Hyphens Are Chains Linking Phrasal Adjectives
Writers frequently neglect to connect two words that together constitute a single grammatical unit modifying a noun that follows them. This error of omission is even more likely when the phrasal adjective consists of more than two words. The following sentences demonstrate such errors, and a discussion and a revision follow each example.
1. Leaders should be demanding reports that provide relevant stakeholders with near real time information.
The phrase “near real time” consists of three terms that combined to describe a type of information, so the phrase should be linked with hyphens: “Leaders should be demanding reports that provide relevant stakeholders with near-real-time information.”
2. He found himself immersed in an in the trenches position.
The position is in the trenches, so those last three words must be hyphenated when preceding the noun: “He found himself immersed in an in-the-trenches position.”
3. The student had a six-month long affair with his English teacher.
Here, the phrasal adjective is incompletely hyphenated, leaving the reader with the impression that a long affair was of a six-month nature. But long is part of the phrasal adjective: “The student had a six-month-long affair with his English teacher.”
4. Police investigated the much talked about incident.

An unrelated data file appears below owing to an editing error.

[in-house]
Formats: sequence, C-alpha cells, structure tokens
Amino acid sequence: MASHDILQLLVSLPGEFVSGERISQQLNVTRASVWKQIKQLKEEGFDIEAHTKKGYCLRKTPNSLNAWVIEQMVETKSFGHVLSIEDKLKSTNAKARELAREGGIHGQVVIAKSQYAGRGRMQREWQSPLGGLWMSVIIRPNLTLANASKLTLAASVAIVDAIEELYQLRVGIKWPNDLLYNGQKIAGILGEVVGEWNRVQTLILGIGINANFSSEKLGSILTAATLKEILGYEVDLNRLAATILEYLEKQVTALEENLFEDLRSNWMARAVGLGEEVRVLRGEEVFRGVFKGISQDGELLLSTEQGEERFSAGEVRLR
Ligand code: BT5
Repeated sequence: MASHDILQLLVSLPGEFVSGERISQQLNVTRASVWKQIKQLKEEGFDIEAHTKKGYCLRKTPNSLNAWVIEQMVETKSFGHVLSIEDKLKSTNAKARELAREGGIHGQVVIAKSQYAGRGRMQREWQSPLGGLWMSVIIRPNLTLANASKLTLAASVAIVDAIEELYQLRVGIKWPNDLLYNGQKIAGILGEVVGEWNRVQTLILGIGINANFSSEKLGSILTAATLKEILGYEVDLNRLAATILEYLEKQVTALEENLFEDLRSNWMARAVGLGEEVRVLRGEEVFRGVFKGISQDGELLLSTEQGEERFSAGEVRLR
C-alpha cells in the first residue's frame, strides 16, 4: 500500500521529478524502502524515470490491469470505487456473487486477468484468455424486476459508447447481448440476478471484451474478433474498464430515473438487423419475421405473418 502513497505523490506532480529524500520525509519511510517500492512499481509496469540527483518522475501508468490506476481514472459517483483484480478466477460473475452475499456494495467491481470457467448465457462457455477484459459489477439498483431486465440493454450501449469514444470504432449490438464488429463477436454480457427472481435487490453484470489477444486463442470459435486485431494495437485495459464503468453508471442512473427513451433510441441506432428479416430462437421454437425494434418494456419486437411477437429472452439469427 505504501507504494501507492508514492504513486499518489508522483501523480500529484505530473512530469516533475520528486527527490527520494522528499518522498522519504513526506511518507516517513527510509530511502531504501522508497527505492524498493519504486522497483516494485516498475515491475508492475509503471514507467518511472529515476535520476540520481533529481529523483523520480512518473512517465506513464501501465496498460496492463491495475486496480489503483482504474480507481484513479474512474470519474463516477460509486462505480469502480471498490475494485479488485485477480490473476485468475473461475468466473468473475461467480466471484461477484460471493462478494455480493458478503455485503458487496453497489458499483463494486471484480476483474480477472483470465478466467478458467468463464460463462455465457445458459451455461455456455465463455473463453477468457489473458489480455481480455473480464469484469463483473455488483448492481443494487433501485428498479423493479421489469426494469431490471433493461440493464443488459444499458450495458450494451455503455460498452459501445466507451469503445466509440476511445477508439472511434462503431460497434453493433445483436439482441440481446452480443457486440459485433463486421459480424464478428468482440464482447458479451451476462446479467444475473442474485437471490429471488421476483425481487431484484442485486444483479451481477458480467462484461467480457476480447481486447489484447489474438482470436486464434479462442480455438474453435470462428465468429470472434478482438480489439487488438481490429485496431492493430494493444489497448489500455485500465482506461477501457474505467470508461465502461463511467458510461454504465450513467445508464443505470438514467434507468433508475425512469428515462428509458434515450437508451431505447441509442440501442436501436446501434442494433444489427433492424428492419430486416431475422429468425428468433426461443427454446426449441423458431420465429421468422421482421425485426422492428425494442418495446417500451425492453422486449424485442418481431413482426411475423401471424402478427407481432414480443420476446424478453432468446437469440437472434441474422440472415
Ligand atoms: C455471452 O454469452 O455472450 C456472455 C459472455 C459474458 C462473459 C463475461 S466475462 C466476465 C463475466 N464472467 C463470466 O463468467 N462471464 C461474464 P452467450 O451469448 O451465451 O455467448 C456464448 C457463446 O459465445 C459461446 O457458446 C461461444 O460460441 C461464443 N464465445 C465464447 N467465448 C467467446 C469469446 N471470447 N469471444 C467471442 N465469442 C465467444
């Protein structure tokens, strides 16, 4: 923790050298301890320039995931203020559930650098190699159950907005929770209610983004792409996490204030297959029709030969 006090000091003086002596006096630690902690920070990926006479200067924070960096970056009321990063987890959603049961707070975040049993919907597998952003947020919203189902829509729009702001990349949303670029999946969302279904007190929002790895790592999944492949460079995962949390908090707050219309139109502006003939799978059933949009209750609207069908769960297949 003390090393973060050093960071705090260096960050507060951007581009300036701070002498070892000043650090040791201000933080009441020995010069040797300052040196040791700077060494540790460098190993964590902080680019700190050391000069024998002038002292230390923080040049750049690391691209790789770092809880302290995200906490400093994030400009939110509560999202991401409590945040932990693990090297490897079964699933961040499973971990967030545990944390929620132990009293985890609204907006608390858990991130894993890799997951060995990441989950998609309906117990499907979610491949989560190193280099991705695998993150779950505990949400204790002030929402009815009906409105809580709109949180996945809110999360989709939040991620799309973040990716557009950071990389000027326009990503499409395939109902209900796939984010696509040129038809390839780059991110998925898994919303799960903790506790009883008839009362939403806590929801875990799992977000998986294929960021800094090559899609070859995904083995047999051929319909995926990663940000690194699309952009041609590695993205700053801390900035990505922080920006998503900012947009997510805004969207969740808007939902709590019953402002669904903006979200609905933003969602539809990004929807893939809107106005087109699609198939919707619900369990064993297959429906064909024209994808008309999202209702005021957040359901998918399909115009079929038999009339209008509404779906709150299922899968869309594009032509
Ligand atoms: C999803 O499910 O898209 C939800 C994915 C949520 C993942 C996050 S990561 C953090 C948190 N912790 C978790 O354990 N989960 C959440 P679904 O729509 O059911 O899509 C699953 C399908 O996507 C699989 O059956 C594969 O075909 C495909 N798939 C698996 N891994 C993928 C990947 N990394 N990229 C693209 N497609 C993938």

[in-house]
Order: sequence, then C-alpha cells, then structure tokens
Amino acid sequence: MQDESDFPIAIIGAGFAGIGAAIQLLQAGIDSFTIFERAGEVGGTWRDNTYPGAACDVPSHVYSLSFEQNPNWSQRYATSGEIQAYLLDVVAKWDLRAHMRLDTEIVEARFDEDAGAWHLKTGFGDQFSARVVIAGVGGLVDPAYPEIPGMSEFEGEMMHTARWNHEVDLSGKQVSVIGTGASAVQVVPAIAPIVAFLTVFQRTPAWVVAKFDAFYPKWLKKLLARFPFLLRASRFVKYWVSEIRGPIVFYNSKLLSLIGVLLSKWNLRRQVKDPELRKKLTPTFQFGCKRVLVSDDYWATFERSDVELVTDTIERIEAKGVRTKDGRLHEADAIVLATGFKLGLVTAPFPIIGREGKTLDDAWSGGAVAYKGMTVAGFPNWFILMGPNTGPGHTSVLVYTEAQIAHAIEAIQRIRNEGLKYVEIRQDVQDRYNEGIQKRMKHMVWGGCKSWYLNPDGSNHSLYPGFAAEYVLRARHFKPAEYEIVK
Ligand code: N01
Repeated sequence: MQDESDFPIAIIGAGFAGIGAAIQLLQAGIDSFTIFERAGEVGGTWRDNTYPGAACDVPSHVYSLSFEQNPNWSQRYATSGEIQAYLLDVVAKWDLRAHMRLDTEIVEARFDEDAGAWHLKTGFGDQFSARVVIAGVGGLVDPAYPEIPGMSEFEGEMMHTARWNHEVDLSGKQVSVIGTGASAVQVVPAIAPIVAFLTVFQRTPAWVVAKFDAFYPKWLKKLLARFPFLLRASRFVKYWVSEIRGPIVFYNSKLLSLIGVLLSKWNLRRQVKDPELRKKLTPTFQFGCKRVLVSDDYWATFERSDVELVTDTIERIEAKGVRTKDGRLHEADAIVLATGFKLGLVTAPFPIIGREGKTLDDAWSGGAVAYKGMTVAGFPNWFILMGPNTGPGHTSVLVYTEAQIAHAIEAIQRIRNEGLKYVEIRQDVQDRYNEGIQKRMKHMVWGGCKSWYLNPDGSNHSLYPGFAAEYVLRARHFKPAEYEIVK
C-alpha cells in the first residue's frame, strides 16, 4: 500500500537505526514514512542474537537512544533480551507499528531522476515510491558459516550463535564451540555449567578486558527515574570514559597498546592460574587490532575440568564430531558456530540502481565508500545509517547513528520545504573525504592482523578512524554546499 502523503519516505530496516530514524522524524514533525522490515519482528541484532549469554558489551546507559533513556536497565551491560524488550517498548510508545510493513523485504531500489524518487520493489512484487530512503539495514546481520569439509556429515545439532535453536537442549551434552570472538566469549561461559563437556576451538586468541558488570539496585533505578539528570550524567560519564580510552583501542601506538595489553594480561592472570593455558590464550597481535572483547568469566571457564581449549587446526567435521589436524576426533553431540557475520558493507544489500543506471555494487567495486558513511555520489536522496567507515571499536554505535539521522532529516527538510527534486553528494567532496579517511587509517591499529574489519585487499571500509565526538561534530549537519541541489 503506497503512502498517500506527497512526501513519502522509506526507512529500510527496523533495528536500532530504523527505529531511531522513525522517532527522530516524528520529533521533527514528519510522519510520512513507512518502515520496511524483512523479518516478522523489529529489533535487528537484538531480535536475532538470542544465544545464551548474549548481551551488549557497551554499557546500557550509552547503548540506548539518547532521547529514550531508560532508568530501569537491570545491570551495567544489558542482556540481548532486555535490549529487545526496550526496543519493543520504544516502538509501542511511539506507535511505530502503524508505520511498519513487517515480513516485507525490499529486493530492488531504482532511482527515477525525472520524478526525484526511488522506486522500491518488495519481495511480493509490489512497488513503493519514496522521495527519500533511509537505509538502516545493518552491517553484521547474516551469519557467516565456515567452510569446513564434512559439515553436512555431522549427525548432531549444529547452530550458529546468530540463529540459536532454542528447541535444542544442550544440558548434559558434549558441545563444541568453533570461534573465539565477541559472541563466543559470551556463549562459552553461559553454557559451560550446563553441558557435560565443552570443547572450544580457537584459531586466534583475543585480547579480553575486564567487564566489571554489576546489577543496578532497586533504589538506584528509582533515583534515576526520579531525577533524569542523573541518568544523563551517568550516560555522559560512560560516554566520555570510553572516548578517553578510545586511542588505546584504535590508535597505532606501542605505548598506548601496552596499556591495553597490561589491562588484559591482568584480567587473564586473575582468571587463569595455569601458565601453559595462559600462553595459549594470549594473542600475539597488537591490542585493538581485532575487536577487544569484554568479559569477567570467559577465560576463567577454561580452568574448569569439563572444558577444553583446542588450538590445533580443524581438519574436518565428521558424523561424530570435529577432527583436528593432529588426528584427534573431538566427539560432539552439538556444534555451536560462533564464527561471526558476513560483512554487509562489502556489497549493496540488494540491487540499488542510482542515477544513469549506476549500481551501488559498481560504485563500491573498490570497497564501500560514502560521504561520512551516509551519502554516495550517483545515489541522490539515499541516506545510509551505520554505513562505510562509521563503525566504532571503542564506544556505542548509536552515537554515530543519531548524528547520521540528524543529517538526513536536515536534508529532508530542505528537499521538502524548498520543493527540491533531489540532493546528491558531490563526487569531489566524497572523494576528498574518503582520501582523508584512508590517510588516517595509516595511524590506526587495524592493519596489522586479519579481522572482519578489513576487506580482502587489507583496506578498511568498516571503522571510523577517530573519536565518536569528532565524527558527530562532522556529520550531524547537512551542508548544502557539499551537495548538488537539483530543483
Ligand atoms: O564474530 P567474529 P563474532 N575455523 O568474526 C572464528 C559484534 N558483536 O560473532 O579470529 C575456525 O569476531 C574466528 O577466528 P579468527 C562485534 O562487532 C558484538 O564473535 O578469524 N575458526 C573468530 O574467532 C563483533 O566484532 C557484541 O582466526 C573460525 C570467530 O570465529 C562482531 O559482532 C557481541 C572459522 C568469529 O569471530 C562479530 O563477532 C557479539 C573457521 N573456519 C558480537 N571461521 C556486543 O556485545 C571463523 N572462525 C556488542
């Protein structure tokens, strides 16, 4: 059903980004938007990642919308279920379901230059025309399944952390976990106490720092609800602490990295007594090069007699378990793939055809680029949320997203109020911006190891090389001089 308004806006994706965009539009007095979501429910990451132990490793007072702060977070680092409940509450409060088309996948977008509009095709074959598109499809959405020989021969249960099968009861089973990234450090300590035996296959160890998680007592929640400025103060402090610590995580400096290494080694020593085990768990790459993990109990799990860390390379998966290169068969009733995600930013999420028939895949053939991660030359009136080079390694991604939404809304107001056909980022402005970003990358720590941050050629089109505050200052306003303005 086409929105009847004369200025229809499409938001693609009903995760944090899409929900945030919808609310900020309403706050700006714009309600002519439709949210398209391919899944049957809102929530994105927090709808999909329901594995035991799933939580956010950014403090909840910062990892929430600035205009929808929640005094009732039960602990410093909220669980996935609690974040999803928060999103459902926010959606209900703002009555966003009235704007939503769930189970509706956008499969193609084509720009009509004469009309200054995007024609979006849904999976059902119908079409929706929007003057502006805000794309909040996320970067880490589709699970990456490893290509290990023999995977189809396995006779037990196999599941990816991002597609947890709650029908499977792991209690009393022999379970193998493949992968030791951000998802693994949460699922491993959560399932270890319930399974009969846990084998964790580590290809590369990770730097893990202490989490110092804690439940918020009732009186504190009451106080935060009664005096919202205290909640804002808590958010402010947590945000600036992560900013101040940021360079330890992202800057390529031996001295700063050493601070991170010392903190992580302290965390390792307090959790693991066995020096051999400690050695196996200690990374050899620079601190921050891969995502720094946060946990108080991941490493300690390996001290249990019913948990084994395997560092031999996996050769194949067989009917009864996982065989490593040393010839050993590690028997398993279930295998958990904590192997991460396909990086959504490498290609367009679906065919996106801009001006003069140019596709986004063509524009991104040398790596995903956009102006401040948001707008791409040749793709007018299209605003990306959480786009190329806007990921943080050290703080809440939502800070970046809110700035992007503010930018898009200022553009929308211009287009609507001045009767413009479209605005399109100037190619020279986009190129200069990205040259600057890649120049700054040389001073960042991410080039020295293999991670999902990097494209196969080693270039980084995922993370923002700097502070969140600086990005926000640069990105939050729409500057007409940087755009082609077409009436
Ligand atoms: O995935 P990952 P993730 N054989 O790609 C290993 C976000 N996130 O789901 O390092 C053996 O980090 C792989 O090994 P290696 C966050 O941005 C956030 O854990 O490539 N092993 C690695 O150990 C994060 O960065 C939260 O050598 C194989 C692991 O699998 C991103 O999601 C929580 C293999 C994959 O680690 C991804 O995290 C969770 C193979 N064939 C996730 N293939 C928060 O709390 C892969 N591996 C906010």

When much precedes an adjective such as needed and the two words precede a noun, much is connected to the next word with a hyphen. The same rule applies when much intensifies an existing phrasal adjective such as “talked about”: “Police investigated the much-talked-about incident.”
5. Next, the firm undergoes a revenue recognition transition process.
Here, the number of words in the phrasal adjective is the same as the number in each of the preceding examples, but the use of jargon makes the phrasing more dense. The sentence can be corrected to “Next, the firm undergoes a revenue-recognition-transition process,” but in this case, is better to relax the sentence by starting with the noun and progressing from there: “Next, the firm undergoes a process of transitioning revenue recognition.” (Take care, however, that the correct meaning of the terminology is preserved in the revision.)